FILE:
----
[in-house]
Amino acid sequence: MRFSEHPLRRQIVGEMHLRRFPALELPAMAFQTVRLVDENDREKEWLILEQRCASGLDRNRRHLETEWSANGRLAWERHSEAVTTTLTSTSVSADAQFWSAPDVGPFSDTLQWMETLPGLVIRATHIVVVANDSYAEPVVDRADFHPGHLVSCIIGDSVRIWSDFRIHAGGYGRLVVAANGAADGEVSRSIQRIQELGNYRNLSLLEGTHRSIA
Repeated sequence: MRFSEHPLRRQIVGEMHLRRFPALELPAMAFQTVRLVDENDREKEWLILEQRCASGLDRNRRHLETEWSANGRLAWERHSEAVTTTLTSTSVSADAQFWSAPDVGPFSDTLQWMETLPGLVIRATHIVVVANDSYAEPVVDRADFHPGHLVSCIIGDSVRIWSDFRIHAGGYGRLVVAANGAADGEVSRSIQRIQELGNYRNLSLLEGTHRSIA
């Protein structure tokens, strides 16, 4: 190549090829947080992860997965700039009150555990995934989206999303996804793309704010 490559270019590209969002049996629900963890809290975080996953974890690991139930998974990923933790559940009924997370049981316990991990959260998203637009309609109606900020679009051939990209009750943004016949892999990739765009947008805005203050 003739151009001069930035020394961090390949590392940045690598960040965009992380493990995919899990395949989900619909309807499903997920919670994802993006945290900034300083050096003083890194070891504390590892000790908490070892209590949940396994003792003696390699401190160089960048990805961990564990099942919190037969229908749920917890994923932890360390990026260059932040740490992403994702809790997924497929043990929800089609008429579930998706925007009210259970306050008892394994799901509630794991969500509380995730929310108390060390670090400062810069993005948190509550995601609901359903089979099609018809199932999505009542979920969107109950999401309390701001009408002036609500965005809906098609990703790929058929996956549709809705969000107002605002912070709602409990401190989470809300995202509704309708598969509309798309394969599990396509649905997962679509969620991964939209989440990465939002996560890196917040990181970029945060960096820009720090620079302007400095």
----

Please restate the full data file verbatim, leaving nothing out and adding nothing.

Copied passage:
[in-house]
Amino acid sequence: MRFSEHPLRRQIVGEMHLRRFPALELPAMAFQTVRLVDENDREKEWLILEQRCASGLDRNRRHLETEWSANGRLAWERHSEAVTTTLTSTSVSADAQFWSAPDVGPFSDTLQWMETLPGLVIRATHIVVVANDSYAEPVVDRADFHPGHLVSCIIGDSVRIWSDFRIHAGGYGRLVVAANGAADGEVSRSIQRIQELGNYRNLSLLEGTHRSIA
Repeated sequence: MRFSEHPLRRQIVGEMHLRRFPALELPAMAFQTVRLVDENDREKEWLILEQRCASGLDRNRRHLETEWSANGRLAWERHSEAVTTTLTSTSVSADAQFWSAPDVGPFSDTLQWMETLPGLVIRATHIVVVANDSYAEPVVDRADFHPGHLVSCIIGDSVRIWSDFRIHAGGYGRLVVAANGAADGEVSRSIQRIQELGNYRNLSLLEGTHRSIA
């Protein structure tokens, strides 16, 4: 190549090829947080992860997965700039009150555990995934989206999303996804793309704010 490559270019590209969002049996629900963890809290975080996953974890690991139930998974990923933790559940009924997370049981316990991990959260998203637009309609109606900020679009051939990209009750943004016949892999990739765009947008805005203050 003739151009001069930035020394961090390949590392940045690598960040965009992380493990995919899990395949989900619909309807499903997920919670994802993006945290900034300083050096003083890194070891504390590892000790908490070892209590949940396994003792003696390699401190160089960048990805961990564990099942919190037969229908749920917890994923932890360390990026260059932040740490992403994702809790997924497929043990929800089609008429579930998706925007009210259970306050008892394994799901509630794991969500509380995730929310108390060390670090400062810069993005948190509550995601609901359903089979099609018809199932999505009542979920969107109950999401309390701001009408002036609500965005809906098609990703790929058929996956549709809705969000107002605002912070709602409990401190989470809300995202509704309708598969509309798309394969599990396509649905997962679509969620991964939209989440990465939002996560890196917040990181970029945060960096820009720090620079302007400095």